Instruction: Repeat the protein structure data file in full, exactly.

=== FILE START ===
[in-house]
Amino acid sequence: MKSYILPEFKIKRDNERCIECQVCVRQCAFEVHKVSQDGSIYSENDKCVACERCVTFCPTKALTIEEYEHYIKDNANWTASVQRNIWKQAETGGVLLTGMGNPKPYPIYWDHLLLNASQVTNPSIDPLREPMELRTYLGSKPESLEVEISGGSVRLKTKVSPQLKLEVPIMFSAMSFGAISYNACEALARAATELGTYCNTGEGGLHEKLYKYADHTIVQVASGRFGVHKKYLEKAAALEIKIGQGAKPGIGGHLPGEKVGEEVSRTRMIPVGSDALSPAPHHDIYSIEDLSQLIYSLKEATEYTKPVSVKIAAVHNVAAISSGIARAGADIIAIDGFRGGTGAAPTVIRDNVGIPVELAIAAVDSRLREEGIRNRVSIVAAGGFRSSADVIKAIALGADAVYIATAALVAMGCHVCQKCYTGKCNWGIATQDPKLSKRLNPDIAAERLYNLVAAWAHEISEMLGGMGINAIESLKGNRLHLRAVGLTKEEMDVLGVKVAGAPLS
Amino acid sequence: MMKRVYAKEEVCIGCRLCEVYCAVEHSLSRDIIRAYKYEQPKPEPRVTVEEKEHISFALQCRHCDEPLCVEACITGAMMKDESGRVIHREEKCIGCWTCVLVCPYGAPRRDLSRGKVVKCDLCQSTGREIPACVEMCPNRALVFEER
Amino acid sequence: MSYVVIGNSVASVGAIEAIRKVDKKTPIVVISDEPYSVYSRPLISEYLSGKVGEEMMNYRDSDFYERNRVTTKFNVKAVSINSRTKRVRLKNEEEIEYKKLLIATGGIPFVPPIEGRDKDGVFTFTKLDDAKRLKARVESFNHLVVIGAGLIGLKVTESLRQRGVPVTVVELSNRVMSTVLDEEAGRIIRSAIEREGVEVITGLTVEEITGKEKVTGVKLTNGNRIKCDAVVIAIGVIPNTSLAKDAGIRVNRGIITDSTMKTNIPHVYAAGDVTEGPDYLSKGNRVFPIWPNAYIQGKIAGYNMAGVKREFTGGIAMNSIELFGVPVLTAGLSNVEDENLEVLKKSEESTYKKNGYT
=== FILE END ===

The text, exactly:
[in-house]
Amino acid sequence: MKSYILPEFKIKRDNERCIECQVCVRQCAFEVHKVSQDGSIYSENDKCVACERCVTFCPTKALTIEEYEHYIKDNANWTASVQRNIWKQAETGGVLLTGMGNPKPYPIYWDHLLLNASQVTNPSIDPLREPMELRTYLGSKPESLEVEISGGSVRLKTKVSPQLKLEVPIMFSAMSFGAISYNACEALARAATELGTYCNTGEGGLHEKLYKYADHTIVQVASGRFGVHKKYLEKAAALEIKIGQGAKPGIGGHLPGEKVGEEVSRTRMIPVGSDALSPAPHHDIYSIEDLSQLIYSLKEATEYTKPVSVKIAAVHNVAAISSGIARAGADIIAIDGFRGGTGAAPTVIRDNVGIPVELAIAAVDSRLREEGIRNRVSIVAAGGFRSSADVIKAIALGADAVYIATAALVAMGCHVCQKCYTGKCNWGIATQDPKLSKRLNPDIAAERLYNLVAAWAHEISEMLGGMGINAIESLKGNRLHLRAVGLTKEEMDVLGVKVAGAPLS
Amino acid sequence: MMKRVYAKEEVCIGCRLCEVYCAVEHSLSRDIIRAYKYEQPKPEPRVTVEEKEHISFALQCRHCDEPLCVEACITGAMMKDESGRVIHREEKCIGCWTCVLVCPYGAPRRDLSRGKVVKCDLCQSTGREIPACVEMCPNRALVFEER
Amino acid sequence: MSYVVIGNSVASVGAIEAIRKVDKKTPIVVISDEPYSVYSRPLISEYLSGKVGEEMMNYRDSDFYERNRVTTKFNVKAVSINSRTKRVRLKNEEEIEYKKLLIATGGIPFVPPIEGRDKDGVFTFTKLDDAKRLKARVESFNHLVVIGAGLIGLKVTESLRQRGVPVTVVELSNRVMSTVLDEEAGRIIRSAIEREGVEVITGLTVEEITGKEKVTGVKLTNGNRIKCDAVVIAIGVIPNTSLAKDAGIRVNRGIITDSTMKTNIPHVYAAGDVTEGPDYLSKGNRVFPIWPNAYIQGKIAGYNMAGVKREFTGGIAMNSIELFGVPVLTAGLSNVEDENLEVLKKSEESTYKKNGYT